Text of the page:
Reality Leigh Winner, a 25-year-old National Security Agency contractor accused of leaking classified information about Russian hacking to the media, wrote that she wanted to "burn the White House down" in notes confiscated from her home during a raid, federal prosecutors said in court today.
Interested in Russia Investigation?Add Russia Investigation as an interest to stay up to date on the latest Russia Investigation news, video, and analysis from ABC News.
Winner pleaded not guilty to a charge of “willful retention and transmission of national defense information” this afternoon in federal court in Augusta, Georgia. She was arrested at her Georgia home on June 3 and charged with removing classified material from a government facility and mailing it to a news outlet.
Winner was a contractor with top-secret clearance when she allegedly leaked a classified report about Russian election interference to the online publication The Intercept. The Department of Justice said she printed and improperly removed the classified information on May 9 and then mailed it a few days later.
At the time, Winner was working at an NSA outpost, while technically employed by a government contractor called Pluribus International Corporation.
In court, federal prosecutors said Winner told a federal agent on Saturday that she purposely accessed the information, hoping that someone would have leaked it already, ABC Atlanta affiliate WSB-TV reported.
Prosecutors said they seized handwritten notes -- written in several languages -- from her home during a raid, including one that said "I want to burn the White House down." Other notes detailed how to get a burner email account and phones and travel details for a trip to Afghanistan Winner allegedly planned to make in the summer.
Winner's mother, Bille Winner-Davis, and stepfather, Gary Davis, and a friend testified in court. Winner allegedly told her mother that she needed to "go nuclear with the press" if she didn't get bond because that's how Chelsea Manning got out.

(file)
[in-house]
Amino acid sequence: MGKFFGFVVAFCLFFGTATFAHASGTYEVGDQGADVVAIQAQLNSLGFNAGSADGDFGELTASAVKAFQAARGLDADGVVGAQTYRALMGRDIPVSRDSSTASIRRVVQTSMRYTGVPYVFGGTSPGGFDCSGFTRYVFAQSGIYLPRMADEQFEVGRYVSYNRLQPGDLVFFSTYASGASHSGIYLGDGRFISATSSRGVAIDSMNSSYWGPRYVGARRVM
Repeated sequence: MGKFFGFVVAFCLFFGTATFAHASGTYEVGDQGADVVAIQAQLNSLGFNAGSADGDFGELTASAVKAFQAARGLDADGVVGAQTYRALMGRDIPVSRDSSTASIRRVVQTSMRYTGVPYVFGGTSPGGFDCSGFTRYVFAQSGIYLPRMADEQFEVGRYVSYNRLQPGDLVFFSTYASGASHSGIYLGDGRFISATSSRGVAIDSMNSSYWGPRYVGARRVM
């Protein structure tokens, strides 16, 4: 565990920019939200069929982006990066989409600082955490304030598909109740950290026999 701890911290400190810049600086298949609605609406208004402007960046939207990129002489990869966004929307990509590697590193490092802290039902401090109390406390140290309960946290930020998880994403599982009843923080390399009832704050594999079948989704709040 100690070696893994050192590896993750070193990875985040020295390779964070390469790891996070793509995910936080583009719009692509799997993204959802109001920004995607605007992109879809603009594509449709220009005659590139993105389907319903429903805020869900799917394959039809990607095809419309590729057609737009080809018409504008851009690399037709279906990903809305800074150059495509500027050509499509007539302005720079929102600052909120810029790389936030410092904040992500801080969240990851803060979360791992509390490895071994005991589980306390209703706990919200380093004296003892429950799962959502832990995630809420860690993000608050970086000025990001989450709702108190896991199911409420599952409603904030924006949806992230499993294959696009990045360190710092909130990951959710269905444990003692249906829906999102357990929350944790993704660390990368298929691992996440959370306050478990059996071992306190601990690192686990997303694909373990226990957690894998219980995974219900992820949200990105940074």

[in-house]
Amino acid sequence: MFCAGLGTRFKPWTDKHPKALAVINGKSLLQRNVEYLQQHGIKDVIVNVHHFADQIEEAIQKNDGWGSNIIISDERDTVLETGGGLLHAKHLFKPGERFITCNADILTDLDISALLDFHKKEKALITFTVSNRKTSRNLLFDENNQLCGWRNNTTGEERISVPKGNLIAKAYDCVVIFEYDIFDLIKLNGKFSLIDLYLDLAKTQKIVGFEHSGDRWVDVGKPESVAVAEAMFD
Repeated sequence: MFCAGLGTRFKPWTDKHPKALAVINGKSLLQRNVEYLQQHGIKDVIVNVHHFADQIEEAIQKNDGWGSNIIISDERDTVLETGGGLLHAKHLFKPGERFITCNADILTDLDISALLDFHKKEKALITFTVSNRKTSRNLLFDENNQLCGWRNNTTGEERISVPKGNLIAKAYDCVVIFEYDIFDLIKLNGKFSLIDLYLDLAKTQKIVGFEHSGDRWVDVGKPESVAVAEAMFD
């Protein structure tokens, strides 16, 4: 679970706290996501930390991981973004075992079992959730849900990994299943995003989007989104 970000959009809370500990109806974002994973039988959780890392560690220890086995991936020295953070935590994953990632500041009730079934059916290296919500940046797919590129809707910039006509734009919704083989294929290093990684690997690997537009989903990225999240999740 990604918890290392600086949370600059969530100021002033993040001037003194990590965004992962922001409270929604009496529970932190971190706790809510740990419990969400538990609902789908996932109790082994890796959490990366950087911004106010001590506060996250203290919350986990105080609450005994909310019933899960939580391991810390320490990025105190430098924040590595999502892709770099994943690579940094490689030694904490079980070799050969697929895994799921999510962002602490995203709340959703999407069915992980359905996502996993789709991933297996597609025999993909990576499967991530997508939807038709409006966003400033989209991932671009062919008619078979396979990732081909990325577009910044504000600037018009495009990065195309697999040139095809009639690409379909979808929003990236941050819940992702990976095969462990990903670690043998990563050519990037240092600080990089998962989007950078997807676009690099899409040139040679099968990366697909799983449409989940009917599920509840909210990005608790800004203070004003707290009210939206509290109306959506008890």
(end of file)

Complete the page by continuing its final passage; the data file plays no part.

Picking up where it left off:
When prosecutors questioned Winner-Davis about her daughter telling her to "play that angle," she said it was true.
A federal judge denied Winner’s request for bond.
Winner's attorney, Titus Nichols, told ABC News prior to Thursday's hearing that his client planned to plead not guilty. He did not immediately respond to ABC News' request for comment following Winner's court appearance.
Winner was the first person to be jailed by the Trump administration after being accused of leaking classified information.
“Releasing classified material without authorization threatens our nation’s security and undermines public faith in government," Deputy Attorney General Rod Rosenstein said in a statement after Winner was arrested. "People who are trusted with classified information and pledge to protect it must be held accountable when they violate that obligation.”
Winner's mother and stepfather told ABC affiliate WSB-TV in Atlanta earlier this week that Winner, an Air Force veteran, is a patriot.
"There's so many ugly things out there. She doesn't deserve that," Winner’s mother Billie Winner-Davis told WSB-TV. "I just want her to be treated fairly."
"If she did something wrong, yes, pay for it, but I don't want her out there like, making a case on her. What am I trying to say? Hanging her out (to dry), you know?” Winner-Davis said.